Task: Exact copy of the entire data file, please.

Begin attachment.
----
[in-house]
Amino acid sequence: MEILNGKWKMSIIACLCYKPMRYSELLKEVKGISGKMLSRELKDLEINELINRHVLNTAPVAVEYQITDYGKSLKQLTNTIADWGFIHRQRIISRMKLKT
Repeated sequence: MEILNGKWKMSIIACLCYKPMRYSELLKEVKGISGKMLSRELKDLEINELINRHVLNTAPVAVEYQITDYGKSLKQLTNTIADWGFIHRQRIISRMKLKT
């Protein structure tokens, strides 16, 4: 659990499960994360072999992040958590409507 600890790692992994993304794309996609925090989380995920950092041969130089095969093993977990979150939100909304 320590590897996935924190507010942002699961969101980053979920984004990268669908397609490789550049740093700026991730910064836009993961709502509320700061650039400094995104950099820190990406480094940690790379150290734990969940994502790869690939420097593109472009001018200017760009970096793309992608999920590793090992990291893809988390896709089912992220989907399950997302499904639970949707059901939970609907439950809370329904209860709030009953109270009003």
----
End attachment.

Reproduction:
[in-house]
Amino acid sequence: MEILNGKWKMSIIACLCYKPMRYSELLKEVKGISGKMLSRELKDLEINELINRHVLNTAPVAVEYQITDYGKSLKQLTNTIADWGFIHRQRIISRMKLKT
Repeated sequence: MEILNGKWKMSIIACLCYKPMRYSELLKEVKGISGKMLSRELKDLEINELINRHVLNTAPVAVEYQITDYGKSLKQLTNTIADWGFIHRQRIISRMKLKT
């Protein structure tokens, strides 16, 4: 659990499960994360072999992040958590409507 600890790692992994993304794309996609925090989380995920950092041969130089095969093993977990979150939100909304 320590590897996935924190507010942002699961969101980053979920984004990268669908397609490789550049740093700026991730910064836009993961709502509320700061650039400094995104950099820190990406480094940690790379150290734990969940994502790869690939420097593109472009001018200017760009970096793309992608999920590793090992990291893809988390896709089912992220989907399950997302499904639970949707059901939970609907439950809370329904209860709030009953109270009003």